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Captain Marvel YouTube Controversy – The Video Platform Is Fighting Misogynist Trolls
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After Marvel had the audacity to put an outspoken woman at the forefront one of its superhero movies, toxic fans have been attempting to make their wrath known on YouTube. Videos urging viewers to boycott Captain Marvel and accusing its star, Brie Larson, of ruining the Marvel franchise have racked up millions of views, and can be found near the top of search results for terms related to the movie. But in order to make sure that angry rants don’t overshadow professional coverage from credible sources, YouTube has altered its search algorithm just to thwart trolls.
The Verge reports that YouTube has categorized “Brie Larson” as a “news-worthy search term.” This means the all-important top of the search results are now stacked with videos from credible sources like Wired, Variety, and ABC News, and users have to scroll a little farther down to find the red-faced fanboys.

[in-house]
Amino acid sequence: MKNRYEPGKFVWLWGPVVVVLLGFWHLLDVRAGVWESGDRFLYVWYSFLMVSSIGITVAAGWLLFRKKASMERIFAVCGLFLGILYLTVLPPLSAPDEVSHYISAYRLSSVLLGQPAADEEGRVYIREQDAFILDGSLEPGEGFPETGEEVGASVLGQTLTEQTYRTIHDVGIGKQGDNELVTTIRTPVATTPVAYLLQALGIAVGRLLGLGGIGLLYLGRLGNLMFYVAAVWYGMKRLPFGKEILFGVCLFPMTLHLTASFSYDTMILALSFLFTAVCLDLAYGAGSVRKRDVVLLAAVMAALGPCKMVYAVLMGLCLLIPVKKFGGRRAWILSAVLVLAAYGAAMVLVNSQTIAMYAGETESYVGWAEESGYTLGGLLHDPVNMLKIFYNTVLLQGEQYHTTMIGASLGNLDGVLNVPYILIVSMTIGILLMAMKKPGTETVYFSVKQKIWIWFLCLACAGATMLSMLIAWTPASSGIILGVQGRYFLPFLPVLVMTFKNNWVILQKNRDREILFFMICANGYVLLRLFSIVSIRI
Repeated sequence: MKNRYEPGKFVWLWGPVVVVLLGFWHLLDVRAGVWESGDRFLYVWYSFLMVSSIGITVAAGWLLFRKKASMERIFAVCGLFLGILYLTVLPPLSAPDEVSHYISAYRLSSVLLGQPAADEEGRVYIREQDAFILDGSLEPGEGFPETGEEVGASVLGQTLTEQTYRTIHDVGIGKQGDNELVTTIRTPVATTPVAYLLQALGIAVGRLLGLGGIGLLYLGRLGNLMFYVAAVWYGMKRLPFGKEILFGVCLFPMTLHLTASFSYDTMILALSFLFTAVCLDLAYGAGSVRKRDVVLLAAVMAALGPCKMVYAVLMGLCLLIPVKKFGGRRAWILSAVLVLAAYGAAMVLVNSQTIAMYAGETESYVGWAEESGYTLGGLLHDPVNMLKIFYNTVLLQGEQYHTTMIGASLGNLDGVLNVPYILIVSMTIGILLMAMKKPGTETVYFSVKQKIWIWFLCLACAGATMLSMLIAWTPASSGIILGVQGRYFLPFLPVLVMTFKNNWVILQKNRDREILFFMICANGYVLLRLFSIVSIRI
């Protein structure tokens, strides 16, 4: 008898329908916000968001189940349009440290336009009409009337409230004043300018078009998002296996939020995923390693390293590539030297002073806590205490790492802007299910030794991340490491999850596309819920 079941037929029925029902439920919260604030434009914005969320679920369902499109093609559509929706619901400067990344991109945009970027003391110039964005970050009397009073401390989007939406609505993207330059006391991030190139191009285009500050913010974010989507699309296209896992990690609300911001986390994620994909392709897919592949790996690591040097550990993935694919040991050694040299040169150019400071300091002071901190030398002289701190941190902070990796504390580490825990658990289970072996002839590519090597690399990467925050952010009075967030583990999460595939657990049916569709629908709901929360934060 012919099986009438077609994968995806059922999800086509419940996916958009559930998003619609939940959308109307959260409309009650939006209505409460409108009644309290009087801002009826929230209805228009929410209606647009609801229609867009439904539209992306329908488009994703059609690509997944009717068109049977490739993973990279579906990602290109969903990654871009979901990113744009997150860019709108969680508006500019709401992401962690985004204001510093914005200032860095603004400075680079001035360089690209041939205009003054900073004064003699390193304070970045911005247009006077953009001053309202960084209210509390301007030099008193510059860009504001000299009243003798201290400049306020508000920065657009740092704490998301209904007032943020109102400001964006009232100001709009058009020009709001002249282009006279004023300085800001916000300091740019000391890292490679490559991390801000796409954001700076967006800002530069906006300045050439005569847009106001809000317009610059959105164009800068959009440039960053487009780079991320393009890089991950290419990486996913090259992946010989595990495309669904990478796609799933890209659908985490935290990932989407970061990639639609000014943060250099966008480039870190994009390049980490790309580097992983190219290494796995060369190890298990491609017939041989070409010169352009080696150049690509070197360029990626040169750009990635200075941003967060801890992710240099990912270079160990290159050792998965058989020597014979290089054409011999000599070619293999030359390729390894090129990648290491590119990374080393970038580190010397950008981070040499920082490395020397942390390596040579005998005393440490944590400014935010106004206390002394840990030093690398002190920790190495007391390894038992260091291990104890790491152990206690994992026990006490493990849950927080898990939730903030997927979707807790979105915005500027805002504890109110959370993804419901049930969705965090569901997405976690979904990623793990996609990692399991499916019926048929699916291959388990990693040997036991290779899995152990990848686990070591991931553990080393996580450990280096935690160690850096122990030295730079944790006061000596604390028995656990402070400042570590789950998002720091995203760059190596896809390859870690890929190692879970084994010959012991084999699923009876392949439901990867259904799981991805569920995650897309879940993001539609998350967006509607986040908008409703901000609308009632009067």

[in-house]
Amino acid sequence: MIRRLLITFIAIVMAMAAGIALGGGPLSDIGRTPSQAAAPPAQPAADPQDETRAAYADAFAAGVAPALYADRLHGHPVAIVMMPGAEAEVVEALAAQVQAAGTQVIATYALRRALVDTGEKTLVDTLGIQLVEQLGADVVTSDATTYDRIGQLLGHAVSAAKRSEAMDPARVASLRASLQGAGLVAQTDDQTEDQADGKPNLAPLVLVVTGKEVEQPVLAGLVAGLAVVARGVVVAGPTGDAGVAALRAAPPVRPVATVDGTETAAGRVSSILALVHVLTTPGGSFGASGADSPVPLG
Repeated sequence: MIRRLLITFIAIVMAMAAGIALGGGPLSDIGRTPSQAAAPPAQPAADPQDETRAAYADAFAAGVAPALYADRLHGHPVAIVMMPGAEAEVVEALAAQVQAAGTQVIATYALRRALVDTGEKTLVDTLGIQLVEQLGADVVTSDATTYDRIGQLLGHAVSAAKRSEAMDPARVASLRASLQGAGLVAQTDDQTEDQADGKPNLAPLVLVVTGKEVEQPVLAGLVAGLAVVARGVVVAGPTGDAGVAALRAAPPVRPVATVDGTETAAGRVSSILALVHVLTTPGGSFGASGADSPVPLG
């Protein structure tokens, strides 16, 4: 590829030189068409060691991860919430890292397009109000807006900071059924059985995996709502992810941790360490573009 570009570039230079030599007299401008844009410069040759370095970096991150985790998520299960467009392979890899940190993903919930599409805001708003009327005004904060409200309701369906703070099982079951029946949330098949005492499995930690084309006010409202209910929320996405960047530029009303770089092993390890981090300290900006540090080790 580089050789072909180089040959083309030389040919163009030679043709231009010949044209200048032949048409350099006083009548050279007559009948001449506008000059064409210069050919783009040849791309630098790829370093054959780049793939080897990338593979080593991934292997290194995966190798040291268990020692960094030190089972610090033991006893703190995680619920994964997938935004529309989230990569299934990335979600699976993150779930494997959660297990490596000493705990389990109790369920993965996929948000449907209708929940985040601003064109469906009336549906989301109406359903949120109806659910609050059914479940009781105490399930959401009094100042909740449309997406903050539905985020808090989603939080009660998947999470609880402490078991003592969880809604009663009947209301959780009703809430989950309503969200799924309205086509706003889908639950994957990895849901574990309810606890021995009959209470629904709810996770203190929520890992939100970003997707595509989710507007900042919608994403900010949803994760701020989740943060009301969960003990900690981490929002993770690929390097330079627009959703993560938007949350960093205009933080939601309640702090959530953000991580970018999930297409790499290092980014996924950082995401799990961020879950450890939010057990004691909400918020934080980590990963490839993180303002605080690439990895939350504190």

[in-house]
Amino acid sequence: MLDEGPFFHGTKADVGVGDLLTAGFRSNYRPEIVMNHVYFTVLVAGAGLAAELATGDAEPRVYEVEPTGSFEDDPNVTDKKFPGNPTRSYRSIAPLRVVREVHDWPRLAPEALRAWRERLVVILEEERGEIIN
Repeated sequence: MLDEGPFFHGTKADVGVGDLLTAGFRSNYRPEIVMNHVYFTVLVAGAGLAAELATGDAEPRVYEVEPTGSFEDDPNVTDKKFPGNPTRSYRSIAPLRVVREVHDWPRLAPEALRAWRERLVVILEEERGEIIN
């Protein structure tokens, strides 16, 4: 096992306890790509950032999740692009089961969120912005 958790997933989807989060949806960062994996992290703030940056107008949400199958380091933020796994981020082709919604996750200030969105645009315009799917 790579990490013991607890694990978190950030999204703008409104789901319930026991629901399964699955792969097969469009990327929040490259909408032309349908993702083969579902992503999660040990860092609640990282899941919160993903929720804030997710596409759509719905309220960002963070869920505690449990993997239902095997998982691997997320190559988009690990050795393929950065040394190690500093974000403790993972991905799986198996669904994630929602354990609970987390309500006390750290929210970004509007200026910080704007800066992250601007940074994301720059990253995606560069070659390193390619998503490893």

YouTube is not the first website to take measures against anti-Captain Marvel trolling. After trolls tanked the film’s community reviews weeks before the movie came out, Rotten Tomatoes changed its audience score protocols so that viewers could only offer their reviews after films are released. With Captain Marvel now officially in theaters, trolls appear to be back at it in force, and the review aggregator’s audience score for the movie currently clocks in at 31 percent, 50 points lower than the critics’s score. According to The Hollywood Reporter, the 58,000 audience reviews Captain Marvel has racked up already exceeds that of Avengers: Infinity War, which was released last April.
Larson in Captain Marvel.
Larson attracted the ire of right-wing Marvel fans with her advocacy for diversity in the film world. She’s called out the lack of diversity among film critics, as more than 60 percent of film reviews are written by white men and barely five percent are written by women of color. “Other people besides white dudes like Star Wars and would love the opportunity to do a set visit,” said Larson during a speech at July’s Women in Film Crystal + Lucy Awards.
“I don’t hate white dudes,” she said. “I’m just saying we need to be conscious of our bias and do our part to be sure that everyone’s in the room.”
Making regular use of its ability to amplify established news sources in order to counter trolls would likely hamper YouTube’s reputation for building the careers of content creators who don’t have the backing of big-name media institutions. But it would also help ease one of the platform’s largest problems—the fact that it often serves as a gateway to far-right radicalism, leading kids from Call of Duty clips to the Men’s Rights movement and Holocaust denial with just a few clicks.